The following information was submitted by the U.S. Department of Agriculture’s Food and Nutrition Service program in a news release on June 23.

    WASHINGTON — Nearly nine out of 10 Supplemental Nutrition Assistance Program participants face barriers in providing their household with a healthy diet throughout the month, based on a U.S. Department of Agriculture study released on June 23.

    The study, Barriers that Constrain the Adequacy of Supplemental Nutrition Assistance Program Allotments, conducted in 2018, finds that 88% of participants report encountering some type of hurdle to a healthy diet. The most common, reported by 61% of SNAP participants,

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    Personalised nutrition reduces junk food intake, says study

    The research team suggests future personalised nutrition approaches could target intake of these discretionary foods via food-based messaging that considers the eating context of the foods consumed.

    “For example, if salt intake was identified as a top nutrient to change and meat-based dishes were the main contributing food sources, then a message may include, “Reduce your intake of processed meats and pies; swap salami, ham and bacon for turkey or beef,”” ​suggests the team led by Katherine Livingstone, NHMRC Emerging Leadership Fellow at Deakin University.

    The team, which included colleagues from Newcastle University and the University of Navarra, began enrolling

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    Junk Food, Skipping Breakfast And Caffeine May Cause Mental Distress In Women – Study

    A recently published study revealed that the mental health of women is more likely to have a higher association with dietary factors than men. The research paper, ‘Customization of Diet May Promote Exercise and Improve Mental Wellbeing in Mature Adults: The Role of Exercise as a Mediator,’ was published in the Journal of Personalized Medicine and emphasised on Mental distress and exercise frequency being associated with different dietary and lifestyle patterns. This supports the concept of customising your diet and lifestyle in order to improve your mental wellbeing.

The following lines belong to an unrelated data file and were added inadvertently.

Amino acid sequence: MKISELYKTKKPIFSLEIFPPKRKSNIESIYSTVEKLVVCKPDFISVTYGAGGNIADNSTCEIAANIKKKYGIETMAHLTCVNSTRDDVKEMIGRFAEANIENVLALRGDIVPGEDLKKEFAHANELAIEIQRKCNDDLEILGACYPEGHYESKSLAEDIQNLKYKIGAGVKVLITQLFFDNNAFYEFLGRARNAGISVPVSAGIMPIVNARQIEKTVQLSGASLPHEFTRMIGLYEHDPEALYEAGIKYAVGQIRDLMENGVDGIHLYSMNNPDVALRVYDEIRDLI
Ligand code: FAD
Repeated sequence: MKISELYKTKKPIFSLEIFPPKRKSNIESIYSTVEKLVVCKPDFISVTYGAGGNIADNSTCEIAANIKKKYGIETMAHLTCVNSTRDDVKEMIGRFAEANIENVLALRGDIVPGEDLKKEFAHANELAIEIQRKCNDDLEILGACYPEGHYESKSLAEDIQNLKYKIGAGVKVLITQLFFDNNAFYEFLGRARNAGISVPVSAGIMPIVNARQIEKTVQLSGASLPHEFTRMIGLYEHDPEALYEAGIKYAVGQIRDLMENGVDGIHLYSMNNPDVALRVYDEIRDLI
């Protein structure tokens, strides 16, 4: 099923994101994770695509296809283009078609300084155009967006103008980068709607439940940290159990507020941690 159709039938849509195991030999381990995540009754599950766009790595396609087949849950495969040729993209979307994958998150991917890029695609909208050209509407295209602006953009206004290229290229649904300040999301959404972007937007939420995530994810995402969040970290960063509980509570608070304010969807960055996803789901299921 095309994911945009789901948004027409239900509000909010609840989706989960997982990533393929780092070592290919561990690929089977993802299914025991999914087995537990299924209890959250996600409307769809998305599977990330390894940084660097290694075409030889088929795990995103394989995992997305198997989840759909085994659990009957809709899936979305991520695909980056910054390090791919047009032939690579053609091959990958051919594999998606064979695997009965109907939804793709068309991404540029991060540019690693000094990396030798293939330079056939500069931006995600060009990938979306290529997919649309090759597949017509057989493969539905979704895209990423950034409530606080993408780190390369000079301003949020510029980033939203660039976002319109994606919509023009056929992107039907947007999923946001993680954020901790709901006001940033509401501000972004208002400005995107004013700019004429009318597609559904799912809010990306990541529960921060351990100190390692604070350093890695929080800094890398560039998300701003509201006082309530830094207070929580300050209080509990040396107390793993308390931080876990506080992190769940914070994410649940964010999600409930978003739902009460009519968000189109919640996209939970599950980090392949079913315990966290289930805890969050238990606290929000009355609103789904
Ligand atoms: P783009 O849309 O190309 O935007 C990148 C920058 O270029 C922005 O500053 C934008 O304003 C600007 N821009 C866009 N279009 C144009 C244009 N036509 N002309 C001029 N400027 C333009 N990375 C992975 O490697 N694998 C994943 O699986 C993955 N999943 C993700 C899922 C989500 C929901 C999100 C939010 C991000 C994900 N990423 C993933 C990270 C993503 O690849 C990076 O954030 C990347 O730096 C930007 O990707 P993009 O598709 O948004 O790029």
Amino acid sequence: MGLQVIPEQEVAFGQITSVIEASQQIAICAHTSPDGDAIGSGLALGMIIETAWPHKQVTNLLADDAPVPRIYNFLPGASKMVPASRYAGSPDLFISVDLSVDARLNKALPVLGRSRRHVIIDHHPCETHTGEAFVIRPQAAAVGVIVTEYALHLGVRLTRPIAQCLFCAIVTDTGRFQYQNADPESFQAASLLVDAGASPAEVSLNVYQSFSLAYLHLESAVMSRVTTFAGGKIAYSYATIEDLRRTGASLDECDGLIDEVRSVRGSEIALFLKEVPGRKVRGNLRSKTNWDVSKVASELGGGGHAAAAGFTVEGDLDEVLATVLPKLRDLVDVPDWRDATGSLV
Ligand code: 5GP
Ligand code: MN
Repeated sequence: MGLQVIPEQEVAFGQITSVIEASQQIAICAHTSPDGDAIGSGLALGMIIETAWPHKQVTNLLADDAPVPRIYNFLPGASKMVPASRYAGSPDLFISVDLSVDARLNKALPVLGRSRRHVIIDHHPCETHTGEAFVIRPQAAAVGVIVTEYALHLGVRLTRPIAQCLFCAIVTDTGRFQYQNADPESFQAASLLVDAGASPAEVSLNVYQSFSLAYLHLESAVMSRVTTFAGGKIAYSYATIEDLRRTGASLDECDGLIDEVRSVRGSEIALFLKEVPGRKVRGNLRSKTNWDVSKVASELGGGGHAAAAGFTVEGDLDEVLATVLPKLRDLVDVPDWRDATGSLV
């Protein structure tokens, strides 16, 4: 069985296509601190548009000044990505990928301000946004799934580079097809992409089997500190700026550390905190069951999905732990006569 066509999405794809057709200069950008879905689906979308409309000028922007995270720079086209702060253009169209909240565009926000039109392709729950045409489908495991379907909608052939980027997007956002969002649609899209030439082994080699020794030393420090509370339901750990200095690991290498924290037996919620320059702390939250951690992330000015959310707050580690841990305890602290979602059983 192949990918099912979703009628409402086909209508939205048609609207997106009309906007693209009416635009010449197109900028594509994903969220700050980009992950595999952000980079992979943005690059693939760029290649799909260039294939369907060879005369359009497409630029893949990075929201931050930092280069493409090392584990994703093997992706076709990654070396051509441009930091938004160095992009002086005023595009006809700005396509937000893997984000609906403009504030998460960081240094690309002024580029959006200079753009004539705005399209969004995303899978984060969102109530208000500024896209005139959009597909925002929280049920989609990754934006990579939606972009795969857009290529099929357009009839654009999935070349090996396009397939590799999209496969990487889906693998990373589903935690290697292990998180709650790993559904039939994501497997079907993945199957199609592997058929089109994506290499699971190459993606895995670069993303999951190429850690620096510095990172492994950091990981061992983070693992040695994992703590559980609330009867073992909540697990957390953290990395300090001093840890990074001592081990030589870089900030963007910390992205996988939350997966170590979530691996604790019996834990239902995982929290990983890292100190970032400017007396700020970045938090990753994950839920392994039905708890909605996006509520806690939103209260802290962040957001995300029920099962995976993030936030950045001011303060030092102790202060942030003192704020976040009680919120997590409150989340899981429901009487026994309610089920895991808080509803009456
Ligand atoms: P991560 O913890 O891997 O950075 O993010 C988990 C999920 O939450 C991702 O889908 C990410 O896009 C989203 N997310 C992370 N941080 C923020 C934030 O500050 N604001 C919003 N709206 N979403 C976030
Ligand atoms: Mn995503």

Lina Begdache, assistant professor of health and wellness studies at Binghamton University,

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    Study shows junk food harms children’s bone quality | Health

    Parents may want to consider limiting their children’s consumption of ultra-processed packaged foods not only because these foods can lead to obesity and diabetes. They may also stunt bone growth.

    A definitive link between ultra-processed foods and reduced bone quality in the development stage was revealed by a team of researchers from the Hebrew University of Jerusalem.

    Parents may want to consider limiting their children’s consumption of ultra-processed packaged foods not only because these foods can lead to obesity and diabetes. They may also stunt bone growth.

    A definitive link between ultra-processed foods and reduced bone quality in the development

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    Junk food may harm skeletal development in the young, study finds

    Eating junk food may harm young children’s skeletal development, researchers from the Hebrew University of Jerusalem have discovered, based on a study of rodents.

    A new study led by Efrat Monsonego-Ornan and Janna Zaretsky, both from the Department of Biochemistry, Food Science and Nutrition at the university’s Faculty of Agriculture, showed that ultra-processed foods can cause reduced bone quality, which is especially harmful for young children in their developing years.

    Published in the journal Bone Research, the study is the first to analyze the link between junk food and skeletal development.